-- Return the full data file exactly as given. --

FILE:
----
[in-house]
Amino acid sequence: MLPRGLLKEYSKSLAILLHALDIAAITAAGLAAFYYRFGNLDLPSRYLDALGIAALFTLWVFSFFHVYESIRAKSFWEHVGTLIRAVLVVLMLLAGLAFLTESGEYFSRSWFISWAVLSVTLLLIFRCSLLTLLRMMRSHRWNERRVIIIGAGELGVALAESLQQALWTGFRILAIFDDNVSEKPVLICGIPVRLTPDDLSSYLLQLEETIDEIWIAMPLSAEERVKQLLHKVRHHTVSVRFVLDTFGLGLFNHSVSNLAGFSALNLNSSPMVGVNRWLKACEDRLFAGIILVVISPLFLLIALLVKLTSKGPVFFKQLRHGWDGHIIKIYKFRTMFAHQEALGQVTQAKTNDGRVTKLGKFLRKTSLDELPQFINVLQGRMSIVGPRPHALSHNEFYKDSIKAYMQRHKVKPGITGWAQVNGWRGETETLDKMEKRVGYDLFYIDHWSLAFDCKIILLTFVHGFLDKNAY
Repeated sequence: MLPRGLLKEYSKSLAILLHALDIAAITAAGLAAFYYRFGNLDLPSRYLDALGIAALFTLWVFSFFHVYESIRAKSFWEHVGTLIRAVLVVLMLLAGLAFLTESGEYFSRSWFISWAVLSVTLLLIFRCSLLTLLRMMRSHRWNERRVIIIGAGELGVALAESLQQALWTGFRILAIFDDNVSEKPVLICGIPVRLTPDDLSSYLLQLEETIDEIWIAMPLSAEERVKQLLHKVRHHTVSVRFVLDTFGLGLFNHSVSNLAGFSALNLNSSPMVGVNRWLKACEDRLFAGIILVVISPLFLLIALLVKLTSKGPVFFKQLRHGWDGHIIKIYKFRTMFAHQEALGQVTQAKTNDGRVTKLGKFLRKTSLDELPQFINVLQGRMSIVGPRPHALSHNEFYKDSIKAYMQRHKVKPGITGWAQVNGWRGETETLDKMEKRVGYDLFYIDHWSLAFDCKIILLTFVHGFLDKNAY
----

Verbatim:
[in-house]
Amino acid sequence: MLPRGLLKEYSKSLAILLHALDIAAITAAGLAAFYYRFGNLDLPSRYLDALGIAALFTLWVFSFFHVYESIRAKSFWEHVGTLIRAVLVVLMLLAGLAFLTESGEYFSRSWFISWAVLSVTLLLIFRCSLLTLLRMMRSHRWNERRVIIIGAGELGVALAESLQQALWTGFRILAIFDDNVSEKPVLICGIPVRLTPDDLSSYLLQLEETIDEIWIAMPLSAEERVKQLLHKVRHHTVSVRFVLDTFGLGLFNHSVSNLAGFSALNLNSSPMVGVNRWLKACEDRLFAGIILVVISPLFLLIALLVKLTSKGPVFFKQLRHGWDGHIIKIYKFRTMFAHQEALGQVTQAKTNDGRVTKLGKFLRKTSLDELPQFINVLQGRMSIVGPRPHALSHNEFYKDSIKAYMQRHKVKPGITGWAQVNGWRGETETLDKMEKRVGYDLFYIDHWSLAFDCKIILLTFVHGFLDKNAY
Repeated sequence: MLPRGLLKEYSKSLAILLHALDIAAITAAGLAAFYYRFGNLDLPSRYLDALGIAALFTLWVFSFFHVYESIRAKSFWEHVGTLIRAVLVVLMLLAGLAFLTESGEYFSRSWFISWAVLSVTLLLIFRCSLLTLLRMMRSHRWNERRVIIIGAGELGVALAESLQQALWTGFRILAIFDDNVSEKPVLICGIPVRLTPDDLSSYLLQLEETIDEIWIAMPLSAEERVKQLLHKVRHHTVSVRFVLDTFGLGLFNHSVSNLAGFSALNLNSSPMVGVNRWLKACEDRLFAGIILVVISPLFLLIALLVKLTSKGPVFFKQLRHGWDGHIIKIYKFRTMFAHQEALGQVTQAKTNDGRVTKLGKFLRKTSLDELPQFINVLQGRMSIVGPRPHALSHNEFYKDSIKAYMQRHKVKPGITGWAQVNGWRGETETLDKMEKRVGYDLFYIDHWSLAFDCKIILLTFVHGFLDKNAY